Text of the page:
Another busy and exciting week has passed. Our days have been full and rewarding with work and visits from friends. Here are some of the things we have been up to in our life, our 3-Thirds lifestyle, as we prepare for our Sunday open house for Perennial Edible Plants (10am -2pm):
- Potting up bare root shipments of some new food forestry plants. We also have had great success starting Meyer lemons from cuttings. Good news as we just sold our last lemon plant.
- For those that have already purchased their blight resistant hazelnuts – LUCKY YOU. We tried to order some more and there is 2 year waiting list. Thankfully we still have a few left in stock.
Planning on where to plant our 2 asparagus beds (50 crowns for us) and lots of ever-bearing strawberries for ground cover. We have lots of bare root Sweet Purple Asparagus crowns for sale as our shipment had an extra 100 plants. $2 each. Here is an excellent article on planting and growing asparagus.
- Gord spent a great deal of time this week sourcing out replacement stock for the items we have not yet propagated (or are too small to sell). Holy smokes these plants are hard to find…especially since we are trying to source from Canadian sources. Importing plants is too expensive with the low Can $, the shipping, duty, and customs. We have been busy learning all about some new plants too: Dwarf Bush fig, Strawberry Red Rhubarb, Black Monukka Grape, Peters Honey Fig, Quinal and Tristar strawberries, Sweet Purple Asparagus, and more dwarf sour cherry’s, fuzzy kiwi’s, Arbequina Olives, Gooseberries, etc. Plant list and prices here: All prices include GST.
Gord wrote two articles for the BC Fruit Tester’s Association, one on Greywater and one on Food Forestry. Saturday (March 21) is the BC Fruit Testers Association sale at the Saanch Fair Grounds… Gord’s excited to go again this year and will be busy grafting more trees here on Tuesday.
- Our Municipal council meeting this week focused on fire protection in the Highlands. We spoke about how climate change is predicted to cause longer, hotter, dryer summers, which translates into greater fire risk.
- We are leaving some eggs in the chickens nesting boxes hoping that a chicken will go broody. Last year the ladies hatched 13 chicks…half were roosters. The roosters were very good quality even thought they grow much slower than “meat” birds. We are hoping to have three batches this year to add hens to our flock and produce healthy well treated roosters for eating. Seems to make more sense then buying and raising ‘meat birds’. Let nature do what nature does. Chicken eggs ($5/dozen)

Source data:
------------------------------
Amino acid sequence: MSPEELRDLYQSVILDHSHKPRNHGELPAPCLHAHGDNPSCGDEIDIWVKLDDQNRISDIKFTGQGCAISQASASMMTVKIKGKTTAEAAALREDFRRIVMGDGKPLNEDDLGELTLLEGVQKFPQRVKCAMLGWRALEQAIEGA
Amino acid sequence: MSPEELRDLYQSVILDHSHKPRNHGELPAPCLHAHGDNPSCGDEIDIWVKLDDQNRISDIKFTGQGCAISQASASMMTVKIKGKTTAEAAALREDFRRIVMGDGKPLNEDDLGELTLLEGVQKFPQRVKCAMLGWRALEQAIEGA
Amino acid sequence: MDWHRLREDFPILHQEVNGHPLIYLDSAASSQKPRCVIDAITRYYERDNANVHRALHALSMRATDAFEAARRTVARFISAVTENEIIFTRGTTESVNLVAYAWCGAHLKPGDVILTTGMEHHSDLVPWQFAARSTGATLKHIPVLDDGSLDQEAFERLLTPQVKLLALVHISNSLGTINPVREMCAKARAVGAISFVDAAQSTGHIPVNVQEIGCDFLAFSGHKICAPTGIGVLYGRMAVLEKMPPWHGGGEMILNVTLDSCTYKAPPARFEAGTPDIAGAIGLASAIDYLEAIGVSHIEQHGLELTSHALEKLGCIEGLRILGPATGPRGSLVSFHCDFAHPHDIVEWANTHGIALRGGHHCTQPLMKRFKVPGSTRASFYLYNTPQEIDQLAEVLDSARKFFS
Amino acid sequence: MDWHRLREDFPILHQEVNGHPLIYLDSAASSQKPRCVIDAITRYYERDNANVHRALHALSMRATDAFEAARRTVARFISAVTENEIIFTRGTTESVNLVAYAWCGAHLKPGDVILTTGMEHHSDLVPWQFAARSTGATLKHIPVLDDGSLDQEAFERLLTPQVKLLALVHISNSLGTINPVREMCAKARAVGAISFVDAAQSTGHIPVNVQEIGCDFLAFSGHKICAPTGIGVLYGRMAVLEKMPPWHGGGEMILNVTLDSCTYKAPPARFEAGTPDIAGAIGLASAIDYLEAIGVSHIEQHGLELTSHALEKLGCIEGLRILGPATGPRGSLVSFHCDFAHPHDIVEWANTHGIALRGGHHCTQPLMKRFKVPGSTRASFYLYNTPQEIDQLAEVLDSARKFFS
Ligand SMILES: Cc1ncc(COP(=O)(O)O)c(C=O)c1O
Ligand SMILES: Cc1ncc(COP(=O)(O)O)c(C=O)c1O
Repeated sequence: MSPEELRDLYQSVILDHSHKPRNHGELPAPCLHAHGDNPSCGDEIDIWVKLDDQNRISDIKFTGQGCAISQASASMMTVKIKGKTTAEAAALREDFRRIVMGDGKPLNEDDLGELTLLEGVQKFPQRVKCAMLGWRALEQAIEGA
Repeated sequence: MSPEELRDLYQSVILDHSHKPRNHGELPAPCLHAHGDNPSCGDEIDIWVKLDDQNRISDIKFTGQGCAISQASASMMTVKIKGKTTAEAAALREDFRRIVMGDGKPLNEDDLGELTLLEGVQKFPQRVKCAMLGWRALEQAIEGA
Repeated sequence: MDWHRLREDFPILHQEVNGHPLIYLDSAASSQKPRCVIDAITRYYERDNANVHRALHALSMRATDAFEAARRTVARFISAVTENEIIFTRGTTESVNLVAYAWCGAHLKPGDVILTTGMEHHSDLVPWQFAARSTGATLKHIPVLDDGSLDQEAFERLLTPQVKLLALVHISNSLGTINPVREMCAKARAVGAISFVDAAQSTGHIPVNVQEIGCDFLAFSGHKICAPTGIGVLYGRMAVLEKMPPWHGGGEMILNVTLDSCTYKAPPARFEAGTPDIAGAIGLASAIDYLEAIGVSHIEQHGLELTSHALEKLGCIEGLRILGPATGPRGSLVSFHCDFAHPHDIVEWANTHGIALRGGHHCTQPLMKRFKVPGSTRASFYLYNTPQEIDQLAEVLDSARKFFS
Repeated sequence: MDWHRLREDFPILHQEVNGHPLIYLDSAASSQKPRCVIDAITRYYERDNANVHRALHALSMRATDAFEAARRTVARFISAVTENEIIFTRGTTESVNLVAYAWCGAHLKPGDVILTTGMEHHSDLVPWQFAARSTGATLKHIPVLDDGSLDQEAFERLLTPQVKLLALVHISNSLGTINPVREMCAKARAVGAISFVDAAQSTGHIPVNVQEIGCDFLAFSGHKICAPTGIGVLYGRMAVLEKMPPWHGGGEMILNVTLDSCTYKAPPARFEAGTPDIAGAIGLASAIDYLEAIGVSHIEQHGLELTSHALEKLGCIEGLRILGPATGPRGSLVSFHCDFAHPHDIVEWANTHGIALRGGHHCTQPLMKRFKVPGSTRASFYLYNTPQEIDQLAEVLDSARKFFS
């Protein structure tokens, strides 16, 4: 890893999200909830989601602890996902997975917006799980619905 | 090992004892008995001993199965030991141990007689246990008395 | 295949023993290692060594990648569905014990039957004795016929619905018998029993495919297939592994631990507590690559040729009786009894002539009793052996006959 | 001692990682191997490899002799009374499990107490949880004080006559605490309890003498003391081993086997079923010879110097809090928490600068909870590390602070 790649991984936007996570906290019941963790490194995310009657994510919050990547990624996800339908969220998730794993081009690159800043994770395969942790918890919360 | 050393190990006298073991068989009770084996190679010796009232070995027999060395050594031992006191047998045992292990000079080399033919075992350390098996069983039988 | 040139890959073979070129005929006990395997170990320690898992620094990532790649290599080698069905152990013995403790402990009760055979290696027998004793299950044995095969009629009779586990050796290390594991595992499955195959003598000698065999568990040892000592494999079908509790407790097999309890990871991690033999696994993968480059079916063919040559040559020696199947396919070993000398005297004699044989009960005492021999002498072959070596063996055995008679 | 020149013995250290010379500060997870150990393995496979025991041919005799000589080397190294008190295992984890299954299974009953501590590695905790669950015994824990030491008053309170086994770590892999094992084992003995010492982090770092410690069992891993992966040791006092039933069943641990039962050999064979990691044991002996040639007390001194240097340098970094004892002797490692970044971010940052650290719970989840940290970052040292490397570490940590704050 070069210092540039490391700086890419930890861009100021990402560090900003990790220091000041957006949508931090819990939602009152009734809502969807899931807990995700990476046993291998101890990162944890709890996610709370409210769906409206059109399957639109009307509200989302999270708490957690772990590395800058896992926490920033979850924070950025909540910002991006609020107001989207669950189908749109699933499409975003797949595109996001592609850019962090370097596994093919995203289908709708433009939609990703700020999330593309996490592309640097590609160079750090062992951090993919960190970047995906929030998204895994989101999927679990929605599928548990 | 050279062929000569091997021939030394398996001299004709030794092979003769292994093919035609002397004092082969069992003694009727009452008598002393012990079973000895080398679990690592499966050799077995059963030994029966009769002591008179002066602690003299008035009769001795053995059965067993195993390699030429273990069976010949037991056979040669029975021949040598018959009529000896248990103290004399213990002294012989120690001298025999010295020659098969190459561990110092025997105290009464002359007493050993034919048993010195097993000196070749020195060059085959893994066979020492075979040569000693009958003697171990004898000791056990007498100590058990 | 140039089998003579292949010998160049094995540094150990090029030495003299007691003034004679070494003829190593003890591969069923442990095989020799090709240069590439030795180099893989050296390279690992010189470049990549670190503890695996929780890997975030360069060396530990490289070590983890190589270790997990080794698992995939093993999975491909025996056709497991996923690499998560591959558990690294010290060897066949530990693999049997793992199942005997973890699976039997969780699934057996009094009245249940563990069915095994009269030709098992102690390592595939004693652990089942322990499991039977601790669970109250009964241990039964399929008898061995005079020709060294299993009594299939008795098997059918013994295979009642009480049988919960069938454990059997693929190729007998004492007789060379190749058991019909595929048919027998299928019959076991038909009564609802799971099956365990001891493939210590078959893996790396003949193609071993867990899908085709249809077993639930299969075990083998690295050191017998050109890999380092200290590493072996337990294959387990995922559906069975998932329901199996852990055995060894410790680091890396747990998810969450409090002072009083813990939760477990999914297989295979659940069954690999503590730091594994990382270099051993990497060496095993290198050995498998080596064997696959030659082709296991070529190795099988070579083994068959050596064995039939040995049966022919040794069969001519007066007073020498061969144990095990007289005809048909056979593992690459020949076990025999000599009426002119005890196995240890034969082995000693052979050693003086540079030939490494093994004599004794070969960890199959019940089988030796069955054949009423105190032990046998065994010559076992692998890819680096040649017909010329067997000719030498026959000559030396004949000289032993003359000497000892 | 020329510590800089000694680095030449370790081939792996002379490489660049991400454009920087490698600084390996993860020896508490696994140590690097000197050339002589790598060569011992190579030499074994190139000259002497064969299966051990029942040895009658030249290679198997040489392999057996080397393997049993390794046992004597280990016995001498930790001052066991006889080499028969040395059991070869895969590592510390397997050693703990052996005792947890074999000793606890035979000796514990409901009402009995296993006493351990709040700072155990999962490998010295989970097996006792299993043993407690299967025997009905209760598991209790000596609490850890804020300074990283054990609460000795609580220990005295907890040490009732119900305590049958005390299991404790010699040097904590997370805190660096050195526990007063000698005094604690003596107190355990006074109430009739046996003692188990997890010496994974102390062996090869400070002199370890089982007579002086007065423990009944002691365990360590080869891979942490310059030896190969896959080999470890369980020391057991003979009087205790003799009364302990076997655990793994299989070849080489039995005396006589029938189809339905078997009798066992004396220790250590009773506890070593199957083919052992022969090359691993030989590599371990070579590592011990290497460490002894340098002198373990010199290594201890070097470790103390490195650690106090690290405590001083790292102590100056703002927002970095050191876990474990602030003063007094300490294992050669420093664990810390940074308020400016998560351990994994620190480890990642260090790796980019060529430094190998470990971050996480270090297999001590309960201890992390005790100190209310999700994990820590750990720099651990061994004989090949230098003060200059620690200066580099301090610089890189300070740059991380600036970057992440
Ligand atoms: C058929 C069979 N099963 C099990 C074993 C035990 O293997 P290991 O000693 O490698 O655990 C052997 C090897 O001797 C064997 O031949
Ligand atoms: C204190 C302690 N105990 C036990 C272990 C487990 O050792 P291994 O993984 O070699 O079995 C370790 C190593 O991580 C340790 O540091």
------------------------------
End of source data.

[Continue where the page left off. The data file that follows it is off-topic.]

Sweet Pea and Angie have started laying duck eggs again (as opposed to chicken eggs), after taking the winter off. We will have 12 duck eggs for sale on sunday. ($4/half dozen).
We harvested lots of nettles at our neighbours farm. We were very grateful for this opportunity so as a thank-you we offered our neighbours a gift certificate to our nursery to buy some perennial edible plants. Ann has been busy drying nettles for tea. We have two 1/2 pint jars of nettle leaf tea for sale (no big stems). ($8)
- We pulled 43 ticks out of the dog last week and another 15 last night. We have a vial of black legged ticks ready to send in to the lab for analysis. Worst tick year ever. Poor Boo. Ann even had a council packaged delivered and when she opened it up there was a tick inside. Ack!
Ann has been REALLY enjoying her home grown and processed black tea. Leaves were bruised, oxidized, fermented and then dried. SO GOOD. Tea plants have been our biggest sellers lately. We currently have 2 types with a third type coming next week.
- We’ve been fermenting all kinds of food. Gord made some cut off glass bottoms that are perfect to put into the jar to hold down the fermenting veggies under the brine. This works awesome in both the jar types.
- Sweet potatoes have been very popular so far this year. We have 4 types for sale. Just yesterday we heard Brian Minter on the CBC talking about Georgia Jet Sweet Potatoes and how well they can do in our climate. We have certainly had bumper crops. Here’s a photo of how I start my slips. Once they get going I pluck off the shoot with roots and plant in soil. The slips are $4 each.
And finally, links that we found interesting this past week:
This video interview as well worth the hour. Brilliant and strait forward. Filmed 10 years ago. It’s unusual to hear such clarity. Many people may not share these opinions at the state of the earth and the human predicament but for those who do…this is a so real. https://www.youtube.com/watch?v=s-E71lCH6Ow&feature=share
Thanks for reading,
Ann and Gord